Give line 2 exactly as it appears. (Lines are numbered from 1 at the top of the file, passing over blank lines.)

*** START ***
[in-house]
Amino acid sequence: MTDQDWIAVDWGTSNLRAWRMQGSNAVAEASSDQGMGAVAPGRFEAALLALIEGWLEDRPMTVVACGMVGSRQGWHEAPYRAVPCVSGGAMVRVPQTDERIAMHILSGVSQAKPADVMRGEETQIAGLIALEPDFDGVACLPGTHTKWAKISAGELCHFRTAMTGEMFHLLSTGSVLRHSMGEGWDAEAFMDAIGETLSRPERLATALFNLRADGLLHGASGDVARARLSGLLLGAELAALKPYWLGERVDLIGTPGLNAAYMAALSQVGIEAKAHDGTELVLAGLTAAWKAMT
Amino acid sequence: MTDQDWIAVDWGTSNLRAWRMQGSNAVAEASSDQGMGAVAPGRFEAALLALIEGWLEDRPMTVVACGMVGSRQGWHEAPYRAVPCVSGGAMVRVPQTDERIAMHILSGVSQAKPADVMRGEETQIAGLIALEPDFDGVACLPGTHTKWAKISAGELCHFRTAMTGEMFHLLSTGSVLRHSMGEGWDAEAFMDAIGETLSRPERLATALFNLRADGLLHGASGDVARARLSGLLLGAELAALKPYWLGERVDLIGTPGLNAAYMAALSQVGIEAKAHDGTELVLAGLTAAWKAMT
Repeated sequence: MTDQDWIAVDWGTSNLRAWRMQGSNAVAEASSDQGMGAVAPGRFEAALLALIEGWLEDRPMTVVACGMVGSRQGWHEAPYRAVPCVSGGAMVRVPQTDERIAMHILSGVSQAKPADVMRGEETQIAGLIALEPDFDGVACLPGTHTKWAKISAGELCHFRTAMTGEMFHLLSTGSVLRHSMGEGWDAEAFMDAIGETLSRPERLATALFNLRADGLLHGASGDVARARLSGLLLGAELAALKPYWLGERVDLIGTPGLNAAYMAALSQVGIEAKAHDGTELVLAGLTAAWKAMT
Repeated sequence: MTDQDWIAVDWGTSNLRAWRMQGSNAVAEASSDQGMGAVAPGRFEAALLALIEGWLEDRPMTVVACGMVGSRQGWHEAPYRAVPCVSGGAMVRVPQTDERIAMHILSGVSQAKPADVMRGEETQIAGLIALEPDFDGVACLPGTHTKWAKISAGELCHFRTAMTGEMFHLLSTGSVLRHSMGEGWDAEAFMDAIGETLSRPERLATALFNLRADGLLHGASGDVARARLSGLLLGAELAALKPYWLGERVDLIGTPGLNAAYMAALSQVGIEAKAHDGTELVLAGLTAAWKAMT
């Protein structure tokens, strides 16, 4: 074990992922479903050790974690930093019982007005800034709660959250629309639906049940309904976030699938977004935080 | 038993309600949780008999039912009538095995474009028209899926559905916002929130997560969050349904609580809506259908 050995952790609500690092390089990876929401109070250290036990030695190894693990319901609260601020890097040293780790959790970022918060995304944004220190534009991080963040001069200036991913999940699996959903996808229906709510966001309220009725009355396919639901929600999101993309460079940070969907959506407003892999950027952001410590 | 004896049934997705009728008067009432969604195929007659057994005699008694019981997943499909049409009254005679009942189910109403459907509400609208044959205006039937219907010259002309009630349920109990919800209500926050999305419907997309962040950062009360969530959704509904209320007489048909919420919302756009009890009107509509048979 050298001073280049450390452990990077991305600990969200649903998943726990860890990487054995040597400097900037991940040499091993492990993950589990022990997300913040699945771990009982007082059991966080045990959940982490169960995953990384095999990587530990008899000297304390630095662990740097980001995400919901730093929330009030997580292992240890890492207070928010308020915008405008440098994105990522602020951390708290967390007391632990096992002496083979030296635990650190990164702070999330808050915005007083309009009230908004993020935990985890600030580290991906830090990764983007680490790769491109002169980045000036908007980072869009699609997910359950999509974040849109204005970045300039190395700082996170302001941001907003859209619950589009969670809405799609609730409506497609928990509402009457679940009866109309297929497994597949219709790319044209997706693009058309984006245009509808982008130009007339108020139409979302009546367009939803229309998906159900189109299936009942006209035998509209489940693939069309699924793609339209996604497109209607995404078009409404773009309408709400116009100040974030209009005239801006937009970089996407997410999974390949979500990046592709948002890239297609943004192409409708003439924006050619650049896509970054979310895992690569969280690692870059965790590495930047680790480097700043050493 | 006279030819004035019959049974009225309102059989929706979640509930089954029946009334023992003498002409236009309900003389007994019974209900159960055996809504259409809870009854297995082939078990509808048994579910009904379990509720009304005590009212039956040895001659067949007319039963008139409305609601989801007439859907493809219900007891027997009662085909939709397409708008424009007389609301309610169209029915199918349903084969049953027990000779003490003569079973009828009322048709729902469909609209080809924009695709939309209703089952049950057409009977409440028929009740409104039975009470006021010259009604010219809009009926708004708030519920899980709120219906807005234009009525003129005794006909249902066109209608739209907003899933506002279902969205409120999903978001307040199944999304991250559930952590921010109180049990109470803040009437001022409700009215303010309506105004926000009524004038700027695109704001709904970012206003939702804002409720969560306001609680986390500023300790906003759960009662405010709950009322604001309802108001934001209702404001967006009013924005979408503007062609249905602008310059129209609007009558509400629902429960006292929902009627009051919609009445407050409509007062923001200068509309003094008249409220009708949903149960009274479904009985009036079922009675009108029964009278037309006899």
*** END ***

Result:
Amino acid sequence: MTDQDWIAVDWGTSNLRAWRMQGSNAVAEASSDQGMGAVAPGRFEAALLALIEGWLEDRPMTVVACGMVGSRQGWHEAPYRAVPCVSGGAMVRVPQTDERIAMHILSGVSQAKPADVMRGEETQIAGLIALEPDFDGVACLPGTHTKWAKISAGELCHFRTAMTGEMFHLLSTGSVLRHSMGEGWDAEAFMDAIGETLSRPERLATALFNLRADGLLHGASGDVARARLSGLLLGAELAALKPYWLGERVDLIGTPGLNAAYMAALSQVGIEAKAHDGTELVLAGLTAAWKAMT